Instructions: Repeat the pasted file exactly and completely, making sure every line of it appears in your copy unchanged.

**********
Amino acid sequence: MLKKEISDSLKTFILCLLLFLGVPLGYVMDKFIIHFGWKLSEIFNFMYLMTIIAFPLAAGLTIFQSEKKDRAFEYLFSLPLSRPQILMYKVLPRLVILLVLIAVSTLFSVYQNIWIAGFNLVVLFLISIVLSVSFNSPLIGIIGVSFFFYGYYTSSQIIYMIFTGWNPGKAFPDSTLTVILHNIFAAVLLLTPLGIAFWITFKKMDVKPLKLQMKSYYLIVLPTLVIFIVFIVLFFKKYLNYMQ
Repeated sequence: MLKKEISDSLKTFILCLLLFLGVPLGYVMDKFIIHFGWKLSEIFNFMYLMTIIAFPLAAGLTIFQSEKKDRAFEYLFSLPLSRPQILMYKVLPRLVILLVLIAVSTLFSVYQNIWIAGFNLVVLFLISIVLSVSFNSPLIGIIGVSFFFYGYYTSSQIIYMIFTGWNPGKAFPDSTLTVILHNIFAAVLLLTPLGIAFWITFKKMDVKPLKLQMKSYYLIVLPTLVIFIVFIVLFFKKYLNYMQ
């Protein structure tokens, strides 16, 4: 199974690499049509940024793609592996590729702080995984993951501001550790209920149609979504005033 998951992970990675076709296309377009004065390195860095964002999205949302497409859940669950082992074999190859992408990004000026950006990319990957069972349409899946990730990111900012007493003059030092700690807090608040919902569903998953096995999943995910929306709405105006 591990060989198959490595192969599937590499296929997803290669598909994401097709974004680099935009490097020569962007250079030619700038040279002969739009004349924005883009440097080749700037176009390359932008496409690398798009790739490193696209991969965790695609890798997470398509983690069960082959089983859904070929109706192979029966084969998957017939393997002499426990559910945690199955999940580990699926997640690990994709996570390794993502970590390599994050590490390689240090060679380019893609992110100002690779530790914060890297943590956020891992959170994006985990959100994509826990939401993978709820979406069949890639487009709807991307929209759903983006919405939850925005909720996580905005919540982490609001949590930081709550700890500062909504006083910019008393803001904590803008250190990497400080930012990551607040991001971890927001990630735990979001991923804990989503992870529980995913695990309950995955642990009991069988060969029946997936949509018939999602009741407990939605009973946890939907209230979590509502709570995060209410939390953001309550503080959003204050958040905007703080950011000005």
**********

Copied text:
Amino acid sequence: MLKKEISDSLKTFILCLLLFLGVPLGYVMDKFIIHFGWKLSEIFNFMYLMTIIAFPLAAGLTIFQSEKKDRAFEYLFSLPLSRPQILMYKVLPRLVILLVLIAVSTLFSVYQNIWIAGFNLVVLFLISIVLSVSFNSPLIGIIGVSFFFYGYYTSSQIIYMIFTGWNPGKAFPDSTLTVILHNIFAAVLLLTPLGIAFWITFKKMDVKPLKLQMKSYYLIVLPTLVIFIVFIVLFFKKYLNYMQ
Repeated sequence: MLKKEISDSLKTFILCLLLFLGVPLGYVMDKFIIHFGWKLSEIFNFMYLMTIIAFPLAAGLTIFQSEKKDRAFEYLFSLPLSRPQILMYKVLPRLVILLVLIAVSTLFSVYQNIWIAGFNLVVLFLISIVLSVSFNSPLIGIIGVSFFFYGYYTSSQIIYMIFTGWNPGKAFPDSTLTVILHNIFAAVLLLTPLGIAFWITFKKMDVKPLKLQMKSYYLIVLPTLVIFIVFIVLFFKKYLNYMQ
């Protein structure tokens, strides 16, 4: 199974690499049509940024793609592996590729702080995984993951501001550790209920149609979504005033 998951992970990675076709296309377009004065390195860095964002999205949302497409859940669950082992074999190859992408990004000026950006990319990957069972349409899946990730990111900012007493003059030092700690807090608040919902569903998953096995999943995910929306709405105006 591990060989198959490595192969599937590499296929997803290669598909994401097709974004680099935009490097020569962007250079030619700038040279002969739009004349924005883009440097080749700037176009390359932008496409690398798009790739490193696209991969965790695609890798997470398509983690069960082959089983859904070929109706192979029966084969998957017939393997002499426990559910945690199955999940580990699926997640690990994709996570390794993502970590390599994050590490390689240090060679380019893609992110100002690779530790914060890297943590956020891992959170994006985990959100994509826990939401993978709820979406069949890639487009709807991307929209759903983006919405939850925005909720996580905005919540982490609001949590930081709550700890500062909504006083910019008393803001904590803008250190990497400080930012990551607040991001971890927001990630735990979001991923804990989503992870529980995913695990309950995955642990009991069988060969029946997936949509018939999602009741407990939605009973946890939907209230979590509502709570995060209410939390953001309550503080959003204050958040905007703080950011000005």